Figure 3 shows the fractional change in albedo directly as a function of opacity for all three cloud models. This figure clearly shows that the change in albedo is largest for clouds with opacities τ between 1 and 10, but is roughly independent of cloud geometrical thickness. Figures 2 and 3 indicate that the change in cloud optical thickness can be used to quantify the effects of the cosmic rays on cloud optical properties. Although the fractional change in albedo due to the cosmic rays is only ∼2%–5% for a 10% variation in the number of cloud droplets, this can produce a significant forcing per cloud of ∼7–16 W m−2 at the top of the atmosphere for a solar zenith angle of 40°. The modulation of cloud opacity due to cosmic rays could therefore produce a similar modulation of the earth's energy budget over the 11-yr solar cycle, although the exact amount of forcing due to cosmic rays will depend sensitively on cloud amount variations, cloud opacity variations, and the efficiency at which changes in the cosmic ray rate are reflected in the number of cloud condensation nuclei.
Because of the relationship between cloud opacity and emissivity, the cosmic rays should also produce an observable effect on cloud emission at IR wavelengths. The effective IR emissivity ε can be parameterized by a relation of the form (Stephens 1978)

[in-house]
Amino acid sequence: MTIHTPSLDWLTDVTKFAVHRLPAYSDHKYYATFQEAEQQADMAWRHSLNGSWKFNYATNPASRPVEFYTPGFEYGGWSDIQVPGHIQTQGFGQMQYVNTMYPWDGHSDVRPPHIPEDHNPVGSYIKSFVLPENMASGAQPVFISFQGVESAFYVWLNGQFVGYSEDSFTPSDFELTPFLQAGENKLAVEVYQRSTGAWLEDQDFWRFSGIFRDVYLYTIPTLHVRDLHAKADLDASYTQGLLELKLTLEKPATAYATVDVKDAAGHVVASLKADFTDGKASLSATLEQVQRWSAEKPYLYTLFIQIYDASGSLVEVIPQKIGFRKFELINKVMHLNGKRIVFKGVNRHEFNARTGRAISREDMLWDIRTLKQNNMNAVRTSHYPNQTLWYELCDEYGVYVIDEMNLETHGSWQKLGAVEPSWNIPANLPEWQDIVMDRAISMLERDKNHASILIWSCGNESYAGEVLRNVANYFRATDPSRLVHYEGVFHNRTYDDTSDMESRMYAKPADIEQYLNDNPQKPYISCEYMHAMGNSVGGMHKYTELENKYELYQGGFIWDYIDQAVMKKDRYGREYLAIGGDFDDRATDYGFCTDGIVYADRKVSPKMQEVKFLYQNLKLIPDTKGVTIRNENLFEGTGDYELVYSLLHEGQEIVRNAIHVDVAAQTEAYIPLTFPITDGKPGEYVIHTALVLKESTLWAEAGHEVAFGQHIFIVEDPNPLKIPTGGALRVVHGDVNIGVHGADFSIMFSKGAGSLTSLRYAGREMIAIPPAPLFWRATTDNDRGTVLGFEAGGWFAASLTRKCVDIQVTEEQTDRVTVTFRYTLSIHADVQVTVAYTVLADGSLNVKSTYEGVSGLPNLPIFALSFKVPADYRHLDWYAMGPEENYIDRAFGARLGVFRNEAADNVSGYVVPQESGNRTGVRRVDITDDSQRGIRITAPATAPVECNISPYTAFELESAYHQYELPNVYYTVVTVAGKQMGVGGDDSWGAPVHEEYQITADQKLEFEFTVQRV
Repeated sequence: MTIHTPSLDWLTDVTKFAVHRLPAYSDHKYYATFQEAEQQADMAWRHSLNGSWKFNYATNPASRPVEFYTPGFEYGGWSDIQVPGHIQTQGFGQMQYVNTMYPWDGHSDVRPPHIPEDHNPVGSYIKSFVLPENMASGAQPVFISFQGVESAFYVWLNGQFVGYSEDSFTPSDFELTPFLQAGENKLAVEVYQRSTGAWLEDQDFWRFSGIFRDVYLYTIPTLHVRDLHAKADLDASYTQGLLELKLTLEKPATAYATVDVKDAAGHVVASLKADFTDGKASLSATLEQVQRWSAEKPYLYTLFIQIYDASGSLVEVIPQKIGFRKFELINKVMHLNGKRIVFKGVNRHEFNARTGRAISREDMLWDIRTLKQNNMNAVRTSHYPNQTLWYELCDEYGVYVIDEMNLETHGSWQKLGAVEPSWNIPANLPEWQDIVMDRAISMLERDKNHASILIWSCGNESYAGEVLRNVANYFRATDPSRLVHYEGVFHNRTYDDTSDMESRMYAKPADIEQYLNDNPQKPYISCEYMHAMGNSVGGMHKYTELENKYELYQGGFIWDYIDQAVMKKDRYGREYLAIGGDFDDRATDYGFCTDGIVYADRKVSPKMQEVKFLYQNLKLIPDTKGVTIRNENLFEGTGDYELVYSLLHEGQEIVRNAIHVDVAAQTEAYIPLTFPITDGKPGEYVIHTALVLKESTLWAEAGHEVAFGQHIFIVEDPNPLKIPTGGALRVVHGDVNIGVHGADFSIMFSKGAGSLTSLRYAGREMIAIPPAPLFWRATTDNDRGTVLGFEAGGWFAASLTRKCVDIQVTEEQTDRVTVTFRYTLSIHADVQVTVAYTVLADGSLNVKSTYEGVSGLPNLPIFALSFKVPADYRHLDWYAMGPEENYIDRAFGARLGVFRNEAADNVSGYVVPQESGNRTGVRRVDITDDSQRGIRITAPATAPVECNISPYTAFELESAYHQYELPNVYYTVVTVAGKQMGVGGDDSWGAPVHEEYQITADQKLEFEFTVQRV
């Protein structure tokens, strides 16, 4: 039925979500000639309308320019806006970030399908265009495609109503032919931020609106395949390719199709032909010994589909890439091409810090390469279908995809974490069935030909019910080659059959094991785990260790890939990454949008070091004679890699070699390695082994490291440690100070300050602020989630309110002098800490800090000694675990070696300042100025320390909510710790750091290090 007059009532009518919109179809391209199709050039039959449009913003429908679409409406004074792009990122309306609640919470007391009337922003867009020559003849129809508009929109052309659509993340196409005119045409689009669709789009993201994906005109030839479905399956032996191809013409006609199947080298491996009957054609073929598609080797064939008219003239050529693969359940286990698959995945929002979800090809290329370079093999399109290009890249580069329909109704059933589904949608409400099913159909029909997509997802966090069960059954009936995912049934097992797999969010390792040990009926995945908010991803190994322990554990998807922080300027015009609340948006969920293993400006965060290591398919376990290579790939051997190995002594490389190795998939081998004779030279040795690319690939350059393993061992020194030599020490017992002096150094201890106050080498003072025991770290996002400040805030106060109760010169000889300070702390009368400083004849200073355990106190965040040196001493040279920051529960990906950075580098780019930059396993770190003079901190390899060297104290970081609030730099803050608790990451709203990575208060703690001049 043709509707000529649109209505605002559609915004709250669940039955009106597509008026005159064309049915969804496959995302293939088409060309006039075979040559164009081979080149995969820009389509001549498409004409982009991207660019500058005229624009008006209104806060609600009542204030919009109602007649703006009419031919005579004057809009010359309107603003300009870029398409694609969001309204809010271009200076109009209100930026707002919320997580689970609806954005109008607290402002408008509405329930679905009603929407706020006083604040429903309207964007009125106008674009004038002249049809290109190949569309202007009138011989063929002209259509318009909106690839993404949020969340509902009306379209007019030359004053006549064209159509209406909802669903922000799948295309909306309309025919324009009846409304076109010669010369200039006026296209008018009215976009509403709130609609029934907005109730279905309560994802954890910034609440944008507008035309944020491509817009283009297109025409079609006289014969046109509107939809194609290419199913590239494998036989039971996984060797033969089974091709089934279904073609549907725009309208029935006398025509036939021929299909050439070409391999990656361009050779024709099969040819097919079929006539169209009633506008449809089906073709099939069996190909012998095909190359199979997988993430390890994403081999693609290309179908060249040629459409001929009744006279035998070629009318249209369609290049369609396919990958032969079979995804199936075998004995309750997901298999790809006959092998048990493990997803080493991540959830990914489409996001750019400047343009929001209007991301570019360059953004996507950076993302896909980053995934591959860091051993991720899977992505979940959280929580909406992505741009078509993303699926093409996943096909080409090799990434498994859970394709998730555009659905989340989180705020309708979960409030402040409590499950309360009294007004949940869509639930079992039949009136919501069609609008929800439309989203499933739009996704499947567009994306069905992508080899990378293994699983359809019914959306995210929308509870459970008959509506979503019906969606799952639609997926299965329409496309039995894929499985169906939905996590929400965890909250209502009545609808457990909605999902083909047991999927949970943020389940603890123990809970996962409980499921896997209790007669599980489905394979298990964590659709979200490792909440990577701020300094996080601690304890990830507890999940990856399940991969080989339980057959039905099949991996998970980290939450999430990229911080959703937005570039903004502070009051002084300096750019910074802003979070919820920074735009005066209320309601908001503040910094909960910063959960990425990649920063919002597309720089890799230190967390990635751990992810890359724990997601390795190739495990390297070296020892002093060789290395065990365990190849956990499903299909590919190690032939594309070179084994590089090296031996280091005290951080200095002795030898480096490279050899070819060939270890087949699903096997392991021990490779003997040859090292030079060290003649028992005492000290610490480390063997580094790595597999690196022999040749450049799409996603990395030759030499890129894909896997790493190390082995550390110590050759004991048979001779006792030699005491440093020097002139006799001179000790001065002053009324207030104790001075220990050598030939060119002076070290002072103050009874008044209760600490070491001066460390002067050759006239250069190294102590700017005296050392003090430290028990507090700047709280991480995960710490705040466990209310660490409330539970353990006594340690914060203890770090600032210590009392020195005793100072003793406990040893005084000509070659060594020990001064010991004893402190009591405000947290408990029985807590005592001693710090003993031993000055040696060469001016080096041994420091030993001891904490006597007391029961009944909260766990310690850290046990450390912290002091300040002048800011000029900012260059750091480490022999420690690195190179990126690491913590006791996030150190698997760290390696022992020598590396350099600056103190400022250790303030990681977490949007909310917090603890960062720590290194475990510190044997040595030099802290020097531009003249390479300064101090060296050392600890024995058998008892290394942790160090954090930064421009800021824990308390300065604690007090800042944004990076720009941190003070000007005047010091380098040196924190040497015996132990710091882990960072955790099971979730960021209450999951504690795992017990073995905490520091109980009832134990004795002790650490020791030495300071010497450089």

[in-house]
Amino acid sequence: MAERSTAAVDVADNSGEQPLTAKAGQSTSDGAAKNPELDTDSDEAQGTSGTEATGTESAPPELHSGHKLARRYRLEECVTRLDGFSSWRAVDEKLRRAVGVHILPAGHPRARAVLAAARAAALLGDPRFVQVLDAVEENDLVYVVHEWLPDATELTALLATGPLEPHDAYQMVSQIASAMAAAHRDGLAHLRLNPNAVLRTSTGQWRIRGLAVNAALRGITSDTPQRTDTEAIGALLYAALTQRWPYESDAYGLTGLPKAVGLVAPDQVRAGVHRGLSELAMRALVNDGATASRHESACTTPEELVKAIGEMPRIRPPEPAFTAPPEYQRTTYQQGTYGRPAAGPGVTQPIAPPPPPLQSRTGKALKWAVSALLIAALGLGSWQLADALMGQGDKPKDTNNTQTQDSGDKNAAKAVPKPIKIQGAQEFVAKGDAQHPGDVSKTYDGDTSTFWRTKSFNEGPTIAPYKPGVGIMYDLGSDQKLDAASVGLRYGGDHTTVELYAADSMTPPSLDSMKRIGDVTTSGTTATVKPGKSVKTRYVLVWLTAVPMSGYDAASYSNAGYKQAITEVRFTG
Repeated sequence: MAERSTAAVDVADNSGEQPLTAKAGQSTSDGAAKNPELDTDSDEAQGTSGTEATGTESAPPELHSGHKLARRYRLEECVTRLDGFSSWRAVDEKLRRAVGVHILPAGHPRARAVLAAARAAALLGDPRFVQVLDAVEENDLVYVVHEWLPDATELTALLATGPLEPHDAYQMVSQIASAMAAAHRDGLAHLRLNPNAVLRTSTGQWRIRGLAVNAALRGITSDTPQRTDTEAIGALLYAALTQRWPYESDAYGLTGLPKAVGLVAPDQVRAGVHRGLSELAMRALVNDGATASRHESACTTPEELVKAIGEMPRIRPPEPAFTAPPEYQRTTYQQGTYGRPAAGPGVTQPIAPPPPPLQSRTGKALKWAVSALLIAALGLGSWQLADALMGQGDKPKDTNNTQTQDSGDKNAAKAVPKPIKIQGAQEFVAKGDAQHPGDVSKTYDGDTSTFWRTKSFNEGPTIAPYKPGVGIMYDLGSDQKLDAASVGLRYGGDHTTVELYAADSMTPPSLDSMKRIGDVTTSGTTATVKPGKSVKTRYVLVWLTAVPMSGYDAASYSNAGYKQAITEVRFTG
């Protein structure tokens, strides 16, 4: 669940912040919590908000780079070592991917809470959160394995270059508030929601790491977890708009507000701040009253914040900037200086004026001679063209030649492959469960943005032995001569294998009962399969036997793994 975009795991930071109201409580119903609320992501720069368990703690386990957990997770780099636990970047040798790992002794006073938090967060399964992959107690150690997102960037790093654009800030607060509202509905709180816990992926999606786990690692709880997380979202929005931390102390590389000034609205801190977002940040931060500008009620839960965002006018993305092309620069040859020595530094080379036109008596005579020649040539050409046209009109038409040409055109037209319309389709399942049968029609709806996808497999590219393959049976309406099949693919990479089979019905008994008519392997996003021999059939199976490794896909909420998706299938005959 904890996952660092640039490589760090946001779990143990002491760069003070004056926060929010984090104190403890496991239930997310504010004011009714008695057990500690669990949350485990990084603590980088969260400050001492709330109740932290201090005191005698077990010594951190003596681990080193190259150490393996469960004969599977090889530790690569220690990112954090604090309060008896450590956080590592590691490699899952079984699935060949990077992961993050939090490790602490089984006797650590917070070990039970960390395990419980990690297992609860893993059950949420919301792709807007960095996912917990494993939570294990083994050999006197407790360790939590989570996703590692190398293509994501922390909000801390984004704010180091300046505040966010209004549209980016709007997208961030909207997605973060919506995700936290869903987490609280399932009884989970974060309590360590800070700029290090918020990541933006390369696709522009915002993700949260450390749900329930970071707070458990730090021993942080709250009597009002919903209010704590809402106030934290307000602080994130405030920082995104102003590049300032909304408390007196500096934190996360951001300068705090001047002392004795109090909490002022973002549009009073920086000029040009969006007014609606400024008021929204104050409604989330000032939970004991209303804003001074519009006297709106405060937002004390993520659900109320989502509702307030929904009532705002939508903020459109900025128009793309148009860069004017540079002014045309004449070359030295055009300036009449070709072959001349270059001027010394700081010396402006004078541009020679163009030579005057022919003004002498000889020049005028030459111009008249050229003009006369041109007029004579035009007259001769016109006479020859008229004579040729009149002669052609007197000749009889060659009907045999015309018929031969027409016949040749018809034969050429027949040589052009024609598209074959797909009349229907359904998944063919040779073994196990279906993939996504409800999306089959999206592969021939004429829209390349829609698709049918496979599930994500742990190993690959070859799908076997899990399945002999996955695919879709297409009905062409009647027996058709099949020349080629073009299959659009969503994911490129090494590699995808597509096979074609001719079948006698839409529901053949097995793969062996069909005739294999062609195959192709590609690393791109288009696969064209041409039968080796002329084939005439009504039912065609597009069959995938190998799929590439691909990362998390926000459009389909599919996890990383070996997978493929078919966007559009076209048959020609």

where a0 is the mass absorption coefficient. Empirical fits to IR emission from water clouds yield a0 = 0.130 (Stephens 1978). The exponent in (10) is proportional to the cloud optical thickness for a given droplet effective radius, so the infrared emissivity increases with cloud opacity, with the change being most noticeable for optically thin clouds. Therefore, one would expect a change in IR emission, along with the primary effect of changes in visible albedo, from clouds at solar minimum relative to clouds at solar maximum if the cosmic rays change the cloud liquid water contents. Interestingly, a correlation between cosmic ray rate and cloud-top temperature for low clouds has been reported by Marsh and Svensmark (2000), supporting this hypothesis.
3. Cloud opacity variations
a. ISCCP data